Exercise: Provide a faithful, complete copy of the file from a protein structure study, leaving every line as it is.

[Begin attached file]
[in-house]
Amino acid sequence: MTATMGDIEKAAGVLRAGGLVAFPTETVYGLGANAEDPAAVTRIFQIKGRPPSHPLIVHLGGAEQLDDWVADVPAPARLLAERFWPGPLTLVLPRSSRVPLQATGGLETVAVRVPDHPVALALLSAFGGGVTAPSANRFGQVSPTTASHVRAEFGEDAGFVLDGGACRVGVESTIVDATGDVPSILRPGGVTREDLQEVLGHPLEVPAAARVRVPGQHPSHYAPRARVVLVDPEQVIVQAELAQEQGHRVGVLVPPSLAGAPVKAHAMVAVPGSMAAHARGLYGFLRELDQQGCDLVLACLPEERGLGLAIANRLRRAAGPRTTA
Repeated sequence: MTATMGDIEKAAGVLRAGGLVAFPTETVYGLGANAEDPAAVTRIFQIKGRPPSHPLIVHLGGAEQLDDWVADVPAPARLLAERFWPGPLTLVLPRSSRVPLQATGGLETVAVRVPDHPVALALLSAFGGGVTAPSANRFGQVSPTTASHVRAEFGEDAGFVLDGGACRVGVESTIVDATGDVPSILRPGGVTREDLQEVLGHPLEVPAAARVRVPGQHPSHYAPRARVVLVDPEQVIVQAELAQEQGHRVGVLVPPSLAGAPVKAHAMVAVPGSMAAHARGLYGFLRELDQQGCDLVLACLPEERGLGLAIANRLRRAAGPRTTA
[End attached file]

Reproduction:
[in-house]
Amino acid sequence: MTATMGDIEKAAGVLRAGGLVAFPTETVYGLGANAEDPAAVTRIFQIKGRPPSHPLIVHLGGAEQLDDWVADVPAPARLLAERFWPGPLTLVLPRSSRVPLQATGGLETVAVRVPDHPVALALLSAFGGGVTAPSANRFGQVSPTTASHVRAEFGEDAGFVLDGGACRVGVESTIVDATGDVPSILRPGGVTREDLQEVLGHPLEVPAAARVRVPGQHPSHYAPRARVVLVDPEQVIVQAELAQEQGHRVGVLVPPSLAGAPVKAHAMVAVPGSMAAHARGLYGFLRELDQQGCDLVLACLPEERGLGLAIANRLRRAAGPRTTA
Repeated sequence: MTATMGDIEKAAGVLRAGGLVAFPTETVYGLGANAEDPAAVTRIFQIKGRPPSHPLIVHLGGAEQLDDWVADVPAPARLLAERFWPGPLTLVLPRSSRVPLQATGGLETVAVRVPDHPVALALLSAFGGGVTAPSANRFGQVSPTTASHVRAEFGEDAGFVLDGGACRVGVESTIVDATGDVPSILRPGGVTREDLQEVLGHPLEVPAAARVRVPGQHPSHYAPRARVVLVDPEQVIVQAELAQEQGHRVGVLVPPSLAGAPVKAHAMVAVPGSMAAHARGLYGFLRELDQQGCDLVLACLPEERGLGLAIANRLRRAAGPRTTA